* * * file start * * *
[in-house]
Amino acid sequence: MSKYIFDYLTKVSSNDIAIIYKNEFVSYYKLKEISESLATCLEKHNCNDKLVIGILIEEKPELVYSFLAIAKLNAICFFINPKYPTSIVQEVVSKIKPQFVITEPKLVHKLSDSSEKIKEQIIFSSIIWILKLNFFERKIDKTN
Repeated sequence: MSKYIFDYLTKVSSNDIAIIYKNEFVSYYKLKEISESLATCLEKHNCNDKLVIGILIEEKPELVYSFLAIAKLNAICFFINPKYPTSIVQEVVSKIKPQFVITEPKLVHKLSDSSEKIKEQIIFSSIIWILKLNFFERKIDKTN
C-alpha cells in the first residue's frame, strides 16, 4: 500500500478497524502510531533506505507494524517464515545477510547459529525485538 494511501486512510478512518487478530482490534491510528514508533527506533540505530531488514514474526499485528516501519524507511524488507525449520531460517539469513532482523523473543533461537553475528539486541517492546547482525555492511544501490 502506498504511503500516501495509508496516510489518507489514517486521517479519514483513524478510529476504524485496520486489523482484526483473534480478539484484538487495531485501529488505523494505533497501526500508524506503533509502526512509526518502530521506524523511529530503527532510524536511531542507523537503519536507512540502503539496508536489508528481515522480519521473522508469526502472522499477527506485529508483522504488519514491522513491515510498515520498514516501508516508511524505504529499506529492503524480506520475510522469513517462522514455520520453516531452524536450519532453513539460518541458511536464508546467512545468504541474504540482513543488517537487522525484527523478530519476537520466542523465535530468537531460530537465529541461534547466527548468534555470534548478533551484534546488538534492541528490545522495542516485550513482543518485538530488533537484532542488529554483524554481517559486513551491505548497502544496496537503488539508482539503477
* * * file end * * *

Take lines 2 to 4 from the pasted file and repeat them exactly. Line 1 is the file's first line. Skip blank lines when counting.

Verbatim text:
Amino acid sequence: MSKYIFDYLTKVSSNDIAIIYKNEFVSYYKLKEISESLATCLEKHNCNDKLVIGILIEEKPELVYSFLAIAKLNAICFFINPKYPTSIVQEVVSKIKPQFVITEPKLVHKLSDSSEKIKEQIIFSSIIWILKLNFFERKIDKTN
Repeated sequence: MSKYIFDYLTKVSSNDIAIIYKNEFVSYYKLKEISESLATCLEKHNCNDKLVIGILIEEKPELVYSFLAIAKLNAICFFINPKYPTSIVQEVVSKIKPQFVITEPKLVHKLSDSSEKIKEQIIFSSIIWILKLNFFERKIDKTN
C-alpha cells in the first residue's frame, strides 16, 4: 500500500478497524502510531533506505507494524517464515545477510547459529525485538 494511501486512510478512518487478530482490534491510528514508533527506533540505530531488514514474526499485528516501519524507511524488507525449520531460517539469513532482523523473543533461537553475528539486541517492546547482525555492511544501490 502506498504511503500516501495509508496516510489518507489514517486521517479519514483513524478510529476504524485496520486489523482484526483473534480478539484484538487495531485501529488505523494505533497501526500508524506503533509502526512509526518502530521506524523511529530503527532510524536511531542507523537503519536507512540502503539496508536489508528481515522480519521473522508469526502472522499477527506485529508483522504488519514491522513491515510498515520498514516501508516508511524505504529499506529492503524480506520475510522469513517462522514455520520453516531452524536450519532453513539460518541458511536464508546467512545468504541474504540482513543488517537487522525484527523478530519476537520466542523465535530468537531460530537465529541461534547466527548468534555470534548478533551484534546488538534492541528490545522495542516485550513482543518485538530488533537484532542488529554483524554481517559486513551491505548497502544496496537503488539508482539503477